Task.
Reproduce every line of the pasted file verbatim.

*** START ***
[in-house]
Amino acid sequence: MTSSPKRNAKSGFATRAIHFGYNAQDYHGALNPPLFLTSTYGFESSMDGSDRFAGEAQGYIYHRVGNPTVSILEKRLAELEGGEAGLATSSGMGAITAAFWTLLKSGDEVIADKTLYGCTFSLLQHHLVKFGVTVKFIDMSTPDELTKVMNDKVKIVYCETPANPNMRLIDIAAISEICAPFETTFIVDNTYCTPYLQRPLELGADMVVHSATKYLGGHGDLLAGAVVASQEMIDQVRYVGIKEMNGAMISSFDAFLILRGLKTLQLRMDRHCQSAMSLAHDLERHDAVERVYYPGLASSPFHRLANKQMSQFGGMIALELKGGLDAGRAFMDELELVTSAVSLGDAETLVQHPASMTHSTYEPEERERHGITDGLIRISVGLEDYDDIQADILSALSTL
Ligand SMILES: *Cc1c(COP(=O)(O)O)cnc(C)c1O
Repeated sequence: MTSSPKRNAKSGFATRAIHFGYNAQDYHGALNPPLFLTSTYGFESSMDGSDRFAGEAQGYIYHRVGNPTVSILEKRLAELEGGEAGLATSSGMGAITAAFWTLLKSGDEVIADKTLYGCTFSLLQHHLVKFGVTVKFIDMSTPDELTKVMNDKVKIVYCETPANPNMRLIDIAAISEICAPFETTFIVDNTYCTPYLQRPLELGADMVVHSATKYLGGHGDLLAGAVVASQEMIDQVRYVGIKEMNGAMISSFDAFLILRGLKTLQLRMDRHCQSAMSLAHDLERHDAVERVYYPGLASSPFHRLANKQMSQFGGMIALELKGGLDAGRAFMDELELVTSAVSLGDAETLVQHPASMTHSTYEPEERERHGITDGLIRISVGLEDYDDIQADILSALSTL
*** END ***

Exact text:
[in-house]
Amino acid sequence: MTSSPKRNAKSGFATRAIHFGYNAQDYHGALNPPLFLTSTYGFESSMDGSDRFAGEAQGYIYHRVGNPTVSILEKRLAELEGGEAGLATSSGMGAITAAFWTLLKSGDEVIADKTLYGCTFSLLQHHLVKFGVTVKFIDMSTPDELTKVMNDKVKIVYCETPANPNMRLIDIAAISEICAPFETTFIVDNTYCTPYLQRPLELGADMVVHSATKYLGGHGDLLAGAVVASQEMIDQVRYVGIKEMNGAMISSFDAFLILRGLKTLQLRMDRHCQSAMSLAHDLERHDAVERVYYPGLASSPFHRLANKQMSQFGGMIALELKGGLDAGRAFMDELELVTSAVSLGDAETLVQHPASMTHSTYEPEERERHGITDGLIRISVGLEDYDDIQADILSALSTL
Ligand SMILES: *Cc1c(COP(=O)(O)O)cnc(C)c1O
Repeated sequence: MTSSPKRNAKSGFATRAIHFGYNAQDYHGALNPPLFLTSTYGFESSMDGSDRFAGEAQGYIYHRVGNPTVSILEKRLAELEGGEAGLATSSGMGAITAAFWTLLKSGDEVIADKTLYGCTFSLLQHHLVKFGVTVKFIDMSTPDELTKVMNDKVKIVYCETPANPNMRLIDIAAISEICAPFETTFIVDNTYCTPYLQRPLELGADMVVHSATKYLGGHGDLLAGAVVASQEMIDQVRYVGIKEMNGAMISSFDAFLILRGLKTLQLRMDRHCQSAMSLAHDLERHDAVERVYYPGLASSPFHRLANKQMSQFGGMIALELKGGLDAGRAFMDELELVTSAVSLGDAETLVQHPASMTHSTYEPEERERHGITDGLIRISVGLEDYDDIQADILSALSTL